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16 July 2018

Predestination and the Ephesians.

God has a wonderful plan for your life… if you choose to accept it.

Ephesians 1.1-10

Eleven years ago I led a year-long bible study on Ephesians.

Seriously, a year. Every Sunday I took about two or three verses and analyzed the pants off ’em. Some of the participants in our group loved it, ’cause they’d never dug into the scriptures to such depth. Others figured I could’ve whipped through that letter in four weeks, ’cause every other bible study they’d been to had done so. Taking 50 weeks (’cause you gotta take a week or two off, y’know) felt to them like overkill.

Meh; maybe. I will say I’ll take considerably less than a year in this go-around. So let’s start.

Ephesians 1.1-3 KWL
1 Paul, by God’s will an apostle of Christ Jesus,
to those in Ephesus who are holy and trusting Christ Jesus.
2 Grace to you. Peace from God our Father, and master Christ Jesus—
3 blessed God, and Father of our master Christ Jesus!
God’s the one who blesses us,
in every supernatural blessing in the high heavens, in Christ!

The “to Ephesus” in verse 1 was blank in the original. That’s because Paul’s letters were form letters: His secretaries copied them and sent them to multiple churches. Paul sent this copy with Týhikos, Ep 6.21 who was from Asia Minor, Ac 20.4 and since Ephesus was Asia’s capital, stands to reason it’d go there.

Paul wrote Ephesians late in his life, as indicated by his being a prisoner Ep 3.1 in chains, Ep 6.20 possibly awaiting trial before Nero Caesar, who ultimately had Paul beheaded. It’s considered a later letter also because its theology appears to be way more thought through than Paul’s other letters—yep, even Romans. In fact some scholars kinda wonder whether Paul wrote it, and whether some other clever student or fan of Paul wrote it instead, pretending to be Paul so the letter would get read.

Me, I figure those scholars are trying to make a name for themselves by pitching controversies. (And some of them did succeed, y’know.) The idea Paul never grew more mature in his beliefs, or that he only wrote them down once-and-for-all (or twice, considering the same subjects in Galatians and Romans) is naïve. How many Christian authors do you know who only discuss a subject once-and-for-all? Some of ’em rehash their favorite ideas in every single book. And unless they’re intellectually lazy (and let’s be blunt, a number of ’em are) you’re gonna see those ideas evolve. Not necessarily change, but get deeper. Show greater insight and complexity. Get a little more patient with people who think differently than they. They also grow as writers, too.

Those who assume Paul never grew in maturity, as a Christian and as a writer, tend to be two sorts of people. The ones I bump into most often are the cessationists, who don‘t understand how revelation and prophecy work, and therefore have no idea how it worked when the Holy Spirit inspired Paul. They assume Paul got all his revelation once-and-for-all… then wrote letters. They’ve no clue—because they won’t listen to the Spirit!—that he doesn’t work like that. Some revelations we’re simply not yet ready for. Jn 16.12 We’re not mature enough; we’re not patient enough; we haven’t learned enough. We’ll trip over ourselves like Jesus’s teenage students. Not for nothing did Jesus wait till John was in his 70s before giving him his Revelation.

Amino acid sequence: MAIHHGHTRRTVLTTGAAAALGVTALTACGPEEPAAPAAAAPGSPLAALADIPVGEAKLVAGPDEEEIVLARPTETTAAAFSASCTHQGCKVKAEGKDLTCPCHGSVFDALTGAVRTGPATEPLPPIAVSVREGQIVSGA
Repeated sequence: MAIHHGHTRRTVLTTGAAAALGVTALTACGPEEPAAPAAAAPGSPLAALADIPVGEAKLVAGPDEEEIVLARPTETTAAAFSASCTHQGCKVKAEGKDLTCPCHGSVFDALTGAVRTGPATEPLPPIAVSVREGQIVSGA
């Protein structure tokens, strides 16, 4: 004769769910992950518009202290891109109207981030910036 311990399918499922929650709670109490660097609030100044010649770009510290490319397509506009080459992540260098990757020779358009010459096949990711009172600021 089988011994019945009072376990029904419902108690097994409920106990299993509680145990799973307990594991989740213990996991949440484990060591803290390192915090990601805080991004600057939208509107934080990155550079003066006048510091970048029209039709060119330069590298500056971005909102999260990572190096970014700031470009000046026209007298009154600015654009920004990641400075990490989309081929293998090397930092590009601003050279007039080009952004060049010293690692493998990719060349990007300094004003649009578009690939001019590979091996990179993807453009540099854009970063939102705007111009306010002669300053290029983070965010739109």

The other sort consists of lazy writers. They don’t try to grow as writers; they figure they know what they’re doing, or they’ve achieved enough success at it, and don’t make any efforts to get any better. And they assume everybody gets that way. Everybody peaks in their thirties, and as they age, they take their younger, unrefined selves, turn that into their persona, and milk it for what they can get out of it. You’ve seen actors and musicians do this. Writers do it too. Christians do it too. More immaturity.

Spirit-led Christians grow. Which is why I like Ephesians: We get to take a look at how Paul grew. Hope we’re growing too.

Real blessings. Not mythological ones.


Artemis, as she was worshiped in first-century Ephesus. Wikimedia

My Hermeneutics 2 thesis back in seminary was on a passage of Ephesians. So I researched the letter itself, and learned about the main religion of Ephesus: The Artemis cult.

Westerners assume Artemis was the Greek moon goddess, the sister of Apollo the sun god, the virginal hunter. That’s because the Greeks got ahold of her and changed her backstory. Originally she was the Anatolian mother nature goddess. Note the photo of the statue the Ephesians kept in her temple: Those round things between her forearms are meant to be breasts. Seems Artemis had a lot of people to nurse.